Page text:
If you wish to mock the class, give it an interface and mock the interface. Also, mocks aren't stubs. It sounds like you're creating a stub, rather than a mock. If you do wish to create a mock, pick a library that generates mocks for interfaces for you.

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I like your point of view, I didn't think of it. Is it really worth it to make an interface only for creating the Mockup? – iberbeu Feb 27 '13 at 11:17
The interface will also describe how both classes are coupled. I think this is always (well, very often) a good idea. – flup Feb 27 '13 at 11:20
In this particular case, it'll be a good first step in uncoupling the reference to the singleton. – flup Feb 27 '13 at 12:19
How do you do mocks without interfaces? That's what makes no sense. – duffymo Feb 27 '13 at 13:20
I have sometimes created mocks using interfaces, but in other cases what I usually do is to extend the class that I want to mock (In this case it would be: public class ReportsDataManagerMockup extends ReportsDataManager) and then override the methods i want. I think i missunderstood the terminology – iberbeu Feb 27 '13 at 13:53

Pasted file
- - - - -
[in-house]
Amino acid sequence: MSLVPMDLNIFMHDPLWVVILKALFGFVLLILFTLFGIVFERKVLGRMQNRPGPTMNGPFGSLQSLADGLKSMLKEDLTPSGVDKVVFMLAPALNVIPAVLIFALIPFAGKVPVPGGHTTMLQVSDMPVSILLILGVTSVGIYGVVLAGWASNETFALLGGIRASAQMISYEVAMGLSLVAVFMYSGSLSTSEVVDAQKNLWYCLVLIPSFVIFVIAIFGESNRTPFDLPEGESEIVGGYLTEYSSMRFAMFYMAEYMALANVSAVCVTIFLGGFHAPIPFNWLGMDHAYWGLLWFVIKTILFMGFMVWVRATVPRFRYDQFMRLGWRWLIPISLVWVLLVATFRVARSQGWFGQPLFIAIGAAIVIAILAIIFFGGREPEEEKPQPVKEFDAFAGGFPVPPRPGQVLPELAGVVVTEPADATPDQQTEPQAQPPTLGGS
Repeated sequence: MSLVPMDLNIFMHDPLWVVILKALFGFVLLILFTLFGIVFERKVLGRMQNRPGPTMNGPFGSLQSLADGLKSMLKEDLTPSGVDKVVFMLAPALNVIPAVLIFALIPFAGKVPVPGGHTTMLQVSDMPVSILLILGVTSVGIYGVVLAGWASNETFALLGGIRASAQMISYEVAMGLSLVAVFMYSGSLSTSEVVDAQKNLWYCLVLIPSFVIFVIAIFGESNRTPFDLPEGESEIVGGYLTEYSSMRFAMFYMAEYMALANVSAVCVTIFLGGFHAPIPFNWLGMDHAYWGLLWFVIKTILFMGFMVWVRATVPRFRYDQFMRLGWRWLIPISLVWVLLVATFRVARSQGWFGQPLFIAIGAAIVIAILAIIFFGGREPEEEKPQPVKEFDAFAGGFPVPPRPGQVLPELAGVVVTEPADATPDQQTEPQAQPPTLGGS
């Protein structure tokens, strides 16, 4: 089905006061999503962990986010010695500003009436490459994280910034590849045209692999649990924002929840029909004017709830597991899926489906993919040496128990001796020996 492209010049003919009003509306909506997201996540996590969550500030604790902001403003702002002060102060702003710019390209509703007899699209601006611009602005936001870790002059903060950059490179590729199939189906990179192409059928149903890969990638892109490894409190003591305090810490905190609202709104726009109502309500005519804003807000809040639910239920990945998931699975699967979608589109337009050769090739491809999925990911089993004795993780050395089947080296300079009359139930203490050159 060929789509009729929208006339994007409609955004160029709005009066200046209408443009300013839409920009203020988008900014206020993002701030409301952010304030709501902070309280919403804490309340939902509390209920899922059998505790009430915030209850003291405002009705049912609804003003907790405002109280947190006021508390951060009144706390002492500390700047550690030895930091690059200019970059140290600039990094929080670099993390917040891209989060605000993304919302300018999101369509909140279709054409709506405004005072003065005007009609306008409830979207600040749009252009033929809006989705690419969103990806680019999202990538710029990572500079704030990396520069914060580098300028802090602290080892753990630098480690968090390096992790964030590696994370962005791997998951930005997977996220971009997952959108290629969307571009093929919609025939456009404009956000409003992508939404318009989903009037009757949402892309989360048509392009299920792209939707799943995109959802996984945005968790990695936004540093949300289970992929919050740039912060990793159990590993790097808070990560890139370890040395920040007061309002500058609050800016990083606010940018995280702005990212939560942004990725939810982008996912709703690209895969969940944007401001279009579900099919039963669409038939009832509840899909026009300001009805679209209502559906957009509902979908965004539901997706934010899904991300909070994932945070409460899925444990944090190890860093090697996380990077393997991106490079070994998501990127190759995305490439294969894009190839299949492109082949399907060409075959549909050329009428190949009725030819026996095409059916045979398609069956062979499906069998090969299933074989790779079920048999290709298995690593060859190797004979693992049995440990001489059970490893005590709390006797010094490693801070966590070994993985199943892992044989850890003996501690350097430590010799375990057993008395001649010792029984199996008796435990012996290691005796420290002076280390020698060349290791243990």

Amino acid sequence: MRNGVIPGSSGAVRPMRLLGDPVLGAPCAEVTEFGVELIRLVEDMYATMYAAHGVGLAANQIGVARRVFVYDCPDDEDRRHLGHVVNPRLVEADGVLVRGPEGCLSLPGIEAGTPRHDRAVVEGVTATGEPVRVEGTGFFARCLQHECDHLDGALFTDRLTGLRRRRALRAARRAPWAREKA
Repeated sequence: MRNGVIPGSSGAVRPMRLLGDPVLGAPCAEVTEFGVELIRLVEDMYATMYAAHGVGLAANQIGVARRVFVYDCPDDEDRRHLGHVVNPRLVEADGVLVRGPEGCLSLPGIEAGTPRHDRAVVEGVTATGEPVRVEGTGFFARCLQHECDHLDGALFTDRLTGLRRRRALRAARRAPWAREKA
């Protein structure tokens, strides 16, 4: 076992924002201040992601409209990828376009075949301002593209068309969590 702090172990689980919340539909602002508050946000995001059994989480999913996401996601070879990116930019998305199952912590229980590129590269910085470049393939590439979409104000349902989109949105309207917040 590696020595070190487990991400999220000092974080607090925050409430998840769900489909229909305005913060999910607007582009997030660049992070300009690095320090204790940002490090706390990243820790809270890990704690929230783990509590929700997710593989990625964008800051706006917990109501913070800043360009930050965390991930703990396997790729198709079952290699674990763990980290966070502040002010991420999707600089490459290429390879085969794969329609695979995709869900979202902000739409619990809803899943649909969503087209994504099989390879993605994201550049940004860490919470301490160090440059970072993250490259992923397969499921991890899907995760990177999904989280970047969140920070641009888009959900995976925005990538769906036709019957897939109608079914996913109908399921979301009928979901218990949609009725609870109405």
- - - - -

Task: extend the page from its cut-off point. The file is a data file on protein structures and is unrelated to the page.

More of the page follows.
Declaring attributes final is a very good practice when you can do it. It confers immutability - guaranteed thread safety. Breaking it to mock is a bad idea. Your design should serve the user's needs, not your testing convenience.

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I agree with you, although sometimes the test (in my opinion) should guide you in the way you code. The case here is that in the constructor I'm calling another method that gives me a value, but this method is complicated so I don't want to call it in the Mockup to. Which is the best way to proceed? removing the final clause? calling this method outside the constructor? – iberbeu Feb 27 '13 at 11:13
Removing the final clause is not the way to go, in my opinion. I don't understand what "complicated" means. If you've already tested the "complicated" method and proved that it works, why can't you mock that to simply return the value you want and get on with it? – duffymo Feb 27 '13 at 12:22